Friday, August 26, 2016

The Hunt

2012, Denmark, directed by Thomas Vinterberg (aka Jagten)

I haven't seen a Vinterberg film since his 1998 breakthrough Festen, and this returns to some of the same territory, a close-knit group of middle-class Danes dealing with a trauma. This picture depicts the aftermath of an accusation of child abuse in a small community, and the sense of blind groupthink is quite impressive, while the choice of subject matter is always challenging (to the point, just occasionally, of distraction: I found myself wondering how they worked with the child actor to ensure she was shielded from the more unsavory elements). 

Wednesday, August 24, 2016


2011, Norway, directed by Morten Tyldum (aka Hodejegerne)

More Scandinavian genre fare, reasonably interesting for the first half, completely lacking in credibility thereafter, though again with an edge of tough-mindedness one might not find in modern American genre films of this kind. There's also a slightly absurd edge at times that had me wondering if it was supposed to a comedy, though I'm not convinced that this was intentional -- certainly Tyldum is no Bong Joon-ho.  

Monday, August 22, 2016

The Big Short

2015, US, directed by Adam McKay

A very decent effort to comment on an exceptionally complex financial situation, making fine use of a variety of fourth-wall-breaking devices while also functioning as a more conventional modern interlocking story. 

Wednesday, August 17, 2016

The Chase

1946, US, directed by Arthur Ripley

An oddball noir from Arthur Ripley, based on a Cornell Woolrich novel, which features some spectacular narrative sleight-of-hand even by the standards of the mid-1940s. Ripley's career as a director encompassed only three features, and it's a shame he didn't pursue his interests more as this is certainly distinctive in its feverish Florida/Cuba atmosphere, while it is also blessed with a very fine cast: Robert Cummings, Peter Lorre (oily in a weirdly catatonic way), Michèle Morgan, and Steve Cochran are all in good form. Most memorable, though, for the feverish atmosphere. It's well-worth watching the picture in conjunction with David Bordwell's pair of 2016 blog posts, which contain major spoilers (though 1946 audiences would in many cases have known what was up, as Bordwell so expertly demonstrates). 

Sunday, August 14, 2016

Suicide Squad

2016, US, directed by David Ayer

Entirely silly, and at least fifteen minutes overlong, this was still pretty fun, especially on the big screen, where some of the set-pieces played rather well -- the helicopter gunship/Spirit in the Sky sequence wasn't quite Apocalypse Now, but it captured some of that film's bombast and repurposed it to comic effect.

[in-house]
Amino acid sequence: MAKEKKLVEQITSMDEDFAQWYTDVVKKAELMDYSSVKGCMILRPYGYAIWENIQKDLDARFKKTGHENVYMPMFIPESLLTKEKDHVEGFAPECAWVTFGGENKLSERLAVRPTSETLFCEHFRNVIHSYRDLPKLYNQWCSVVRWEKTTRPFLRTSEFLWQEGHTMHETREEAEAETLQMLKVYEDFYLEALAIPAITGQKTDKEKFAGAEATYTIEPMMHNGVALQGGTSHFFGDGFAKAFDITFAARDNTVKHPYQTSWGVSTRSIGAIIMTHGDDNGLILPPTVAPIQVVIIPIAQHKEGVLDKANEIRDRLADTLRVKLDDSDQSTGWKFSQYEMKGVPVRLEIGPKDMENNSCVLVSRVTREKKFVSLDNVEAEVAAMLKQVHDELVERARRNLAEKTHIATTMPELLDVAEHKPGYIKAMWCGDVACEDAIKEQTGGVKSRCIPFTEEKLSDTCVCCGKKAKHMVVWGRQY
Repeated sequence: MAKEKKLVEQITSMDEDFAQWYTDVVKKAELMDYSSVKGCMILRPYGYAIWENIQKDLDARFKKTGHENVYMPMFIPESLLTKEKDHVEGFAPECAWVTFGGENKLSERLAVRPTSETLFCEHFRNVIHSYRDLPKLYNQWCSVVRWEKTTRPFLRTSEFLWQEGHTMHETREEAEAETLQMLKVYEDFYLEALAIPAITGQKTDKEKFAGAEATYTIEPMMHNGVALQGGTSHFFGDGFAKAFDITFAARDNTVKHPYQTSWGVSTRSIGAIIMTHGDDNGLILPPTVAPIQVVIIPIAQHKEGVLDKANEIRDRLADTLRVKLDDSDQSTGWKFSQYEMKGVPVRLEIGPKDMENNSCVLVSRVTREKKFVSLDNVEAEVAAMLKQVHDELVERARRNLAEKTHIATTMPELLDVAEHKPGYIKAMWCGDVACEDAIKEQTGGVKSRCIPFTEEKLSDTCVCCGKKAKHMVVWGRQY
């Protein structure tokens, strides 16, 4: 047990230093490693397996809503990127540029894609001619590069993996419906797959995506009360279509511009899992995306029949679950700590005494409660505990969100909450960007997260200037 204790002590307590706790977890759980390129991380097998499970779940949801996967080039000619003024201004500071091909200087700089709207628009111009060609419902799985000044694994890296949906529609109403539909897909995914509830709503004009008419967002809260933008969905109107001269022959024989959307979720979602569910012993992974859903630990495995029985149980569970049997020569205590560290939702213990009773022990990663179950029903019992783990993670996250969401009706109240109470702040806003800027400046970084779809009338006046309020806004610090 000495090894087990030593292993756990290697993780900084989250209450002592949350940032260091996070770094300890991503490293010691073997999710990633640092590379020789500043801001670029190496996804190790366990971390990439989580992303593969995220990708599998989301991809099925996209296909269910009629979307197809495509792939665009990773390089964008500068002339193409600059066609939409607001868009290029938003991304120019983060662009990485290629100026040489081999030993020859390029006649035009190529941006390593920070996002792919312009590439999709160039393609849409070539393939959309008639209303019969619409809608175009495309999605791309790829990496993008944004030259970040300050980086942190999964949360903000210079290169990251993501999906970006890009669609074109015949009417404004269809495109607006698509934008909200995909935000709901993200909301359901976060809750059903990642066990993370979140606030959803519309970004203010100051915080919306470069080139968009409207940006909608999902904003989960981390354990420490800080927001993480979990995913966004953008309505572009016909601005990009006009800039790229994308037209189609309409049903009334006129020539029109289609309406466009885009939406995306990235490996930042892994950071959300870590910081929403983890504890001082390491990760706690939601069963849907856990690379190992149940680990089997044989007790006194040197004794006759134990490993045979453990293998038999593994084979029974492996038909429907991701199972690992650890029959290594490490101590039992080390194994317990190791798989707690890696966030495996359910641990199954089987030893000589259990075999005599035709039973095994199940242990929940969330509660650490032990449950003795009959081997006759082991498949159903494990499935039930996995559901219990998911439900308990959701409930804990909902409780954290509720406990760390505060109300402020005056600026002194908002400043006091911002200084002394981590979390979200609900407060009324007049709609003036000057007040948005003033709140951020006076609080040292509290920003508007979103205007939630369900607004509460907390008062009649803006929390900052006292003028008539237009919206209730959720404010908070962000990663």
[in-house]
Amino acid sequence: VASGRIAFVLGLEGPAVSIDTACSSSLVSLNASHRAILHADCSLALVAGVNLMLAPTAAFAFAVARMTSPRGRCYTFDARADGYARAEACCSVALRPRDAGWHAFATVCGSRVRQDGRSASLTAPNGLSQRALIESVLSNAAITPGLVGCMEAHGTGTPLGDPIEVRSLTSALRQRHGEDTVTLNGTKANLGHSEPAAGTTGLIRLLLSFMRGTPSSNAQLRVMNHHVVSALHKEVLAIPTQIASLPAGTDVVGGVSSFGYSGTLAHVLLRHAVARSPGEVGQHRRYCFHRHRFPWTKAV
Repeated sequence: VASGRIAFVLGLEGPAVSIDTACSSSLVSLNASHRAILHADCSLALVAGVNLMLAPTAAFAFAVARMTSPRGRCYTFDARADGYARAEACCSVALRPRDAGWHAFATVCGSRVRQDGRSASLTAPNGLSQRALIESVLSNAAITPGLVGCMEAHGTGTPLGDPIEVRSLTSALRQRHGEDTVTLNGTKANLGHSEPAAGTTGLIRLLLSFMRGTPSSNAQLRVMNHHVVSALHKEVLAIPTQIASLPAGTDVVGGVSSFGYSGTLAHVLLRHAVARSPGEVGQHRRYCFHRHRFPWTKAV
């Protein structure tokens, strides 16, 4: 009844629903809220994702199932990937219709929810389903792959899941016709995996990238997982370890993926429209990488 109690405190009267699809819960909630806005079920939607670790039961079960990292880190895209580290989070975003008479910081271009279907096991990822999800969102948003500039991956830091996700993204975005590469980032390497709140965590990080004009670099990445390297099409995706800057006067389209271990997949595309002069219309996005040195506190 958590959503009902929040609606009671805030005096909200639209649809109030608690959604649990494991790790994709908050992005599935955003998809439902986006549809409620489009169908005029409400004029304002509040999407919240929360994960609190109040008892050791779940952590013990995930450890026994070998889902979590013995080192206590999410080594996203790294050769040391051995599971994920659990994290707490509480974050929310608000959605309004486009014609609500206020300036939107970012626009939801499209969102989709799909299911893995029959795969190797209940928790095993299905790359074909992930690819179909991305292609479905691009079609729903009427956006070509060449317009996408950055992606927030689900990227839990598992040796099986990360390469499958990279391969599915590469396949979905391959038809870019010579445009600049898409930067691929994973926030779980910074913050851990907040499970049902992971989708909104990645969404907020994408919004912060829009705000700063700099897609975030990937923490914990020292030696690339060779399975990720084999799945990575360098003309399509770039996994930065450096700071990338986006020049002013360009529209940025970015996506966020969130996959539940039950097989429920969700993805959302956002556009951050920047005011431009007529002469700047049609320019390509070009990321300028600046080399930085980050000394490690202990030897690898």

Friday, August 12, 2016

Jason Bourne

2016, US, directed by Paul Greengrass

Much less involving than its predecessors -- where the filmmakers previously managed to preserve some vague sense of Bourne as human being, here his invulnerability shades into the absurd, and at times the destruction becomes as mindless as in any superhero flick, to no greater purpose.

Tuesday, August 09, 2016

La più bella serata della mia vita

1972, Italy/France, directed by Ettore Scola

A genuinely strange film from Ettore Scola, an adaptation of a Friedrich Dürrenmatt novel in which Alberto Sordi stumbles into a mock trial conducted by a bunch of retired legal eagles in a sprawling castle. There's a sense of incipient madness almost all the time, an oddly hysterical atmosphere lurking just under the surface, both in the trial itself, which the "accused" and the members of the legal profession view very differently, and in Sordi's relationships with the castle staff, with miscommunication or non-communication the main feature. The main distraction, for me, was the post-dubbing of all the actors's voices, standard in Italy in the 1970s -- at times, the discrepancy between the studio-recorded dialogue and the setting, which would have had radically different acoustics, was jarring, and it's sad that there's no French-language audio in existence given that the legal minds are played by Charles Vanel, Claude Dauphin, Pierre Brasseur, and Michel Simon (in one of his final roles). 

Thursday, August 04, 2016

The Wave

2015, Norway, directed by Roar Uthaug (aka Bølgen)

Norwegian genre fare, watched out of curiosity when it popped up on Netflix. In most ways the picture is very similar to its Hollywood counterparts (the terrible disaster is ultimately the backdrop for the reunification of one particular nuclear family), but with some interesting nuances: it's a disaster film that needs to turn its lack of budget for special effects (restricted to a few sequences) into a virtue, and it makes smart use of pace, music, editing to create tension, while it also boasts a female lead able to match the male in terms of pragmatism in the business of survival. 


List of all movies

Most of the images here are either studio publicity stills or screen captures I've made myself; if I've taken your image without giving you credit, please let me know.

About Me

Boston, Massachusetts, United States